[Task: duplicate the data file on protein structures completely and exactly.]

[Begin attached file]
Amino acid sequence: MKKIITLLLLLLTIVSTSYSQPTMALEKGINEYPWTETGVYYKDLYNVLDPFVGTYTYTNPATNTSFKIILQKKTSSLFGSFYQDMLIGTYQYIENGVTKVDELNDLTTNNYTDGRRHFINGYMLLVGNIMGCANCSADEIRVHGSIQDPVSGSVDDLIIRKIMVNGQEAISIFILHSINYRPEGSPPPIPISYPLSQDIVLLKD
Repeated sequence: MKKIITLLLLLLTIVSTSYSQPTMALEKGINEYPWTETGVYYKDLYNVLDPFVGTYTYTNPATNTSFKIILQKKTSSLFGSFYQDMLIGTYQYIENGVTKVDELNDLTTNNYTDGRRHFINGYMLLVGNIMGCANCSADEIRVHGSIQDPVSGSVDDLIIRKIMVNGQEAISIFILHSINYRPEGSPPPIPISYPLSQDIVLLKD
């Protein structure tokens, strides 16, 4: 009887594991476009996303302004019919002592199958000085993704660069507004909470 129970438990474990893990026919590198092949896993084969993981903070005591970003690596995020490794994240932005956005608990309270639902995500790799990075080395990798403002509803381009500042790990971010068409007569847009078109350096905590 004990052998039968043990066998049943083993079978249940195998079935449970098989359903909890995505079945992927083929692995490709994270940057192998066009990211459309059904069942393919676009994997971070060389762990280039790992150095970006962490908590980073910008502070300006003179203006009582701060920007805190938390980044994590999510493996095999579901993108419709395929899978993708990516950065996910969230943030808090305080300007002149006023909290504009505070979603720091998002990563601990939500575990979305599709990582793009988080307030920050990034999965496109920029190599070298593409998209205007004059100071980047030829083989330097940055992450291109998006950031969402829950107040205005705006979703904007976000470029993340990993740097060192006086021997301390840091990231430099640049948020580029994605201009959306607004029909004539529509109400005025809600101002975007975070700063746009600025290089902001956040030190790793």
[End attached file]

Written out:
Amino acid sequence: MKKIITLLLLLLTIVSTSYSQPTMALEKGINEYPWTETGVYYKDLYNVLDPFVGTYTYTNPATNTSFKIILQKKTSSLFGSFYQDMLIGTYQYIENGVTKVDELNDLTTNNYTDGRRHFINGYMLLVGNIMGCANCSADEIRVHGSIQDPVSGSVDDLIIRKIMVNGQEAISIFILHSINYRPEGSPPPIPISYPLSQDIVLLKD
Repeated sequence: MKKIITLLLLLLTIVSTSYSQPTMALEKGINEYPWTETGVYYKDLYNVLDPFVGTYTYTNPATNTSFKIILQKKTSSLFGSFYQDMLIGTYQYIENGVTKVDELNDLTTNNYTDGRRHFINGYMLLVGNIMGCANCSADEIRVHGSIQDPVSGSVDDLIIRKIMVNGQEAISIFILHSINYRPEGSPPPIPISYPLSQDIVLLKD
């Protein structure tokens, strides 16, 4: 009887594991476009996303302004019919002592199958000085993704660069507004909470 129970438990474990893990026919590198092949896993084969993981903070005591970003690596995020490794994240932005956005608990309270639902995500790799990075080395990798403002509803381009500042790990971010068409007569847009078109350096905590 004990052998039968043990066998049943083993079978249940195998079935449970098989359903909890995505079945992927083929692995490709994270940057192998066009990211459309059904069942393919676009994997971070060389762990280039790992150095970006962490908590980073910008502070300006003179203006009582701060920007805190938390980044994590999510493996095999579901993108419709395929899978993708990516950065996910969230943030808090305080300007002149006023909290504009505070979603720091998002990563601990939500575990979305599709990582793009988080307030920050990034999965496109920029190599070298593409998209205007004059100071980047030829083989330097940055992450291109998006950031969402829950107040205005705006979703904007976000470029993340990993740097060192006086021997301390840091990231430099640049948020580029994605201009959306607004029909004539529509109400005025809600101002975007975070700063746009600025290089902001956040030190790793």